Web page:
CEDAR RAPIDS - For the second time in six days, the Cedar Rapids Rampage faced off against the Kansas City Comets.
This one did not need overtime.
Goalkeeper Brett Petricek and the Cedar Rapids defense held the Comets scoreless for the e ... »
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IOWA CITY — Everyone is telling the Hawkeyes good job. The Hawkeyes have a quick response.
“I’ll look at my phone in 10 minutes and I’m sure I’ll have plenty of texts from friends and family back home,” Iowa offensive lineman Sean Welsh said. “Regardless of what happened tonight, it wasn’t good enough. It might’ve been a good game, but we didn’t come out on top.”
Running back Akrum Wadley’s 70-yard touchdown catch-and-run was gorgeous, especially given the fact the Hawkeyes finally made Penn State pay for blitzing. Wadley’s 35-yard run on an inside zone might deserve its own mural. It definitely have Iowa a 19-15 lead with 1:42 left in the game.
Line up all of the stellar efforts from Iowa’s defense. They reach pretty high, don’t they? And is that linebacker Josey Jewell at the top? It should be. Jewell finished with 16 tackles, 3.0 tackles for loss, a forced fumble, two pass breakups and an interception.
“I think anyone who saw the game realizes we easily could’ve won it,” junior defensive end Parker Hesse said. “We were almost there. We had the game in our hands. We weren’t able to come away with it.”
In the end, you were entertained by Saturday night’s sublime finish between No. 4 Penn State (4-0, 1-0 Big Ten) and the Hawkeyes (3-1, 0-1).
The Nittany Lions needed every second. Quarterback Trace McSorley hit wide receiver Juwan Johnson for a 7-yard TD as time ran out in PSU’s 21-19 victory at Kinnick Stadium before 66,205 fans Saturday night.
Stack all of the positives Iowa found late in this thing. The offense finally found away from PSU’s relentless blitz. Quarterback Nate Stanley hung in the pocket and finally victimized a blitz, with Wadley streaking past linebacker Jason Cabinda for a 70-yard TD that pulled Iowa to within 15-13 with 10:02 left in the fourth quarter.
Another finally for Iowa’s offense was Wadley’s 35-yarder that gave Iowa the lead 19-15 with 1:42. Iowa’s running game to this point contributed as much to the Hawkeyes’ effort as the goal posts did. But there it was, Iowa getting it when it needed it, Wadley delivering when it had to happen and the Hawkeyes were almost home.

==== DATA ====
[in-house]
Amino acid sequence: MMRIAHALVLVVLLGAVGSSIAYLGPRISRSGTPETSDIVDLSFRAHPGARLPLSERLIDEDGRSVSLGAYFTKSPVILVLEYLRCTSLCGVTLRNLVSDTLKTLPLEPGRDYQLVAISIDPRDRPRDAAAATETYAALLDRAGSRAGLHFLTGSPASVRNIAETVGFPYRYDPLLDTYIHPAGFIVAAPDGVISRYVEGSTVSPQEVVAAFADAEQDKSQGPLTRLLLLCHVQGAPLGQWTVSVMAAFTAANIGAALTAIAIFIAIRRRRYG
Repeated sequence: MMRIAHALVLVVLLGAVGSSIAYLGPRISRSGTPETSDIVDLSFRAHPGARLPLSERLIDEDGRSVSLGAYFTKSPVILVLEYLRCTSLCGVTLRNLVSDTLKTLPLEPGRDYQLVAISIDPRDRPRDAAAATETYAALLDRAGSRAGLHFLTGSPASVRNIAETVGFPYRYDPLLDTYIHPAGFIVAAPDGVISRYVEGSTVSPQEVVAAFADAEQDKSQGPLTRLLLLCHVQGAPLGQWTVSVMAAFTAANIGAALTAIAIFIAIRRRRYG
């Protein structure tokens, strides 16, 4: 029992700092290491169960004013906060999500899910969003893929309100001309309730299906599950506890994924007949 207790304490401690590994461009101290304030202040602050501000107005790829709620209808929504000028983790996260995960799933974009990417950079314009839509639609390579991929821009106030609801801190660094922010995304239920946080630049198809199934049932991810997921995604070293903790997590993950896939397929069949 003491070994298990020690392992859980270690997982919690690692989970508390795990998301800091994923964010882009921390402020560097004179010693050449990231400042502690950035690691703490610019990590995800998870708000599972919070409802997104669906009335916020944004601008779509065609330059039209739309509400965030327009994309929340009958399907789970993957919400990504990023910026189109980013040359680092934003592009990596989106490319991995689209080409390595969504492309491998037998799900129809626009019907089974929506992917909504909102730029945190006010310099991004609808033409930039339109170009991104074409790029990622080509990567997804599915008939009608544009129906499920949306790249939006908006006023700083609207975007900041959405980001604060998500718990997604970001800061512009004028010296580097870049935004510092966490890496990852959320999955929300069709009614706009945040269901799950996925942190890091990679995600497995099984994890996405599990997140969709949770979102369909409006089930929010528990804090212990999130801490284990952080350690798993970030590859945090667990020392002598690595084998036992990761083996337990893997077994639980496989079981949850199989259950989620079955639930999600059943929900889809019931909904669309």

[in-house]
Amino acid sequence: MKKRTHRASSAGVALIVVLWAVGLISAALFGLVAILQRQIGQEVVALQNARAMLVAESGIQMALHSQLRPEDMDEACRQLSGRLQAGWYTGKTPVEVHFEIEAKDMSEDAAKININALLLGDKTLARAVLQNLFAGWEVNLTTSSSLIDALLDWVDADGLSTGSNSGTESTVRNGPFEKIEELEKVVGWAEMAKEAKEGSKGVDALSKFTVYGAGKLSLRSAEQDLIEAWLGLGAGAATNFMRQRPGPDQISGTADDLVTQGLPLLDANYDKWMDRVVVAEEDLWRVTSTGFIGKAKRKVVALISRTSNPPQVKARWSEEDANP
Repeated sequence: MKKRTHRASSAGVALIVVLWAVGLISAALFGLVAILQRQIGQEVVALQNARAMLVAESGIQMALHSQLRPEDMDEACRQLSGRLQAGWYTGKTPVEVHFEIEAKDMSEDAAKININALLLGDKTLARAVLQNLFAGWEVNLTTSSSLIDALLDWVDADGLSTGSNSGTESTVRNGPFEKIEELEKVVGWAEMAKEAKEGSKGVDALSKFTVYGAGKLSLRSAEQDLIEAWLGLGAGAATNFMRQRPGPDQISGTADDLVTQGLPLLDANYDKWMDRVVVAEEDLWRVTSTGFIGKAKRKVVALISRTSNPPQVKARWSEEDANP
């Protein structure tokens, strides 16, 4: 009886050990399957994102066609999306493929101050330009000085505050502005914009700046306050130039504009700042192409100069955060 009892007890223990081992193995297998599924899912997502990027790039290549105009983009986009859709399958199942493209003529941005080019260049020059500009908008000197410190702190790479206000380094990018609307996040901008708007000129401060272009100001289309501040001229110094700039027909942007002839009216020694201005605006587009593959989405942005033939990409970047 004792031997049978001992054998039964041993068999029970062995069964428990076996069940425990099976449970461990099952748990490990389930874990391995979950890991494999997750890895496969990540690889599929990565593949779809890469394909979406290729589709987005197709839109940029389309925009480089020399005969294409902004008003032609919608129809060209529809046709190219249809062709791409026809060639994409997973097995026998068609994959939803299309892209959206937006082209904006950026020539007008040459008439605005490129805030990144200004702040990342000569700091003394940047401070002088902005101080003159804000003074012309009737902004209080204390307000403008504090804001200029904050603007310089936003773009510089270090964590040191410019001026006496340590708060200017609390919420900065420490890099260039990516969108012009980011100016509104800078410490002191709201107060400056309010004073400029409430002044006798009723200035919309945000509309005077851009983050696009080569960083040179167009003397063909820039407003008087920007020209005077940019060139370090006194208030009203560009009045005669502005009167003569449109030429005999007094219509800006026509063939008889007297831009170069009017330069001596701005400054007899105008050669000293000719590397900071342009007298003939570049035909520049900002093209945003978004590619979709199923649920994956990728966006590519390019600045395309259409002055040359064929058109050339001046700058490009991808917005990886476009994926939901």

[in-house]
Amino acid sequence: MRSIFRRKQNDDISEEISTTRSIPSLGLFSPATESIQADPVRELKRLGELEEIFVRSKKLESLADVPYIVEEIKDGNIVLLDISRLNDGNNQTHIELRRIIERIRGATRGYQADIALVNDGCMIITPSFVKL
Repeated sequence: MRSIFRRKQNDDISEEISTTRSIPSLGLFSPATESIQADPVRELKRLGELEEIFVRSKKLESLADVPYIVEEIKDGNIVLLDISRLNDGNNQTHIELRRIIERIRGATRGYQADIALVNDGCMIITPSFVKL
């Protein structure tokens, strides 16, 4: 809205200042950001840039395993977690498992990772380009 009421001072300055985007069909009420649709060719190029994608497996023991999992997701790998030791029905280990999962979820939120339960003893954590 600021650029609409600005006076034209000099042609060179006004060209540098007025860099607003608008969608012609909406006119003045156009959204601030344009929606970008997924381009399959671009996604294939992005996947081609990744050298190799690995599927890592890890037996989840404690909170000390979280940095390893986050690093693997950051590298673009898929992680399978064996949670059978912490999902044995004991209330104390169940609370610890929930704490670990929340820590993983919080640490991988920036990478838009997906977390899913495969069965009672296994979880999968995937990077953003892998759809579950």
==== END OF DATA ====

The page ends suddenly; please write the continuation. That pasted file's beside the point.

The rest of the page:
“Some games, you get off early, some games it takes time,” said Wadley, who finished with 80 yards and a TD on 19 carries and led the Hawkeyes with four catches for 75 yards and a TD. “I have 100 percent faith in what the coaches call. I have faith in the line and wide receivers blocking downfield 100 percent.
“We just got going a little later than what we imagined.”
Iowa’s offense came alive in the fourth quarter. The Hawkeyes’ defense allowed a 295 rushing yards and 579 total. Still, it wasn’t easy to score for Penn State. Again and again Saturday night, Iowa’s defense played firetruck to the offense’s firebug. Iowa punted its first four drives and then on its fifth, Wadley was tackled in Iowa’s end zone by Penn State defensive end Shareef Miller for 5-0 lead midway through the second quarter.
The Hawkeyes went from treading water and allowing a safety to a fourth-quarter lead with 1:42 left against the No. 4 team in the country, the defending Big Ten champion and a team that hung a 41-14 black eye on them last November.
The statistics said blowout. The Hawkeyes said nuh uh.
“Our guys fought, simple as that,” Iowa head coach Kirk Ferentz said. “That’s the beautiful thing about football.”
So you stack all of the positives that Iowa patched together late — and for Iowa’s defense, it was early, late and most of the game — and Penn State’s stack of goodness is just that much higher.
Running back Saquon Barkley can pretty much plan on being in New York for the Heisman Trophy ceremony. He rushed for 211 yards and a TD. He caught 12 passes for 94 yards. He is 5-11, 230 pounds and moves like a special effect.
“I cannot imagine that there’s a better player in college football,” Penn State coach James Franklin said. “I’ve been doing this for 23 years and this guy is special. I don’t know what his stats were or what he did, but every time he touched the ball, I don’t care if it was a 20-yard run or an 8-yard run, it was something special, it really was.”
Stacking the last Penn State thing that on the top of Penn State’s pile was quarterback Trace McSorley’s game-winner. Look at the replay of McSorley’s 7-yarder to wide receiver Juwan Johnson. It took the perfect line drive to make it through a carwash of Iowa secondary players.
With it being fourth down-and-everything-on-the-line, Iowa got out of its comfort zone and played man-to-man with a Jewell and linebacker Ben Niemann blitzing.
McSorley saw the window open and got the ball into Johnson before Iowa could close it.
“The guy made a good throw, he’s a good quarterback,” Iowa safety Amani Hooker said. “He just made a play.”
McSorley’s pass finished a 12-play, 80-yard drive.
Did that drive remind anyone of anything? Maybe the 2015 Big Ten championship game against Michigan State? The 22-play marathon that took a running back’s outstretched arm to keep the Hawkeyes from a Big Ten championship?
“It was eerily similar,” Welsh said.
The Hawkeyes will be in East Lansing, Mich., this weekend. Once again, they will be stacking as many positives as they can and maybe this time it will be enough for them to tolerate and maybe even enjoy a few “good jobs.”
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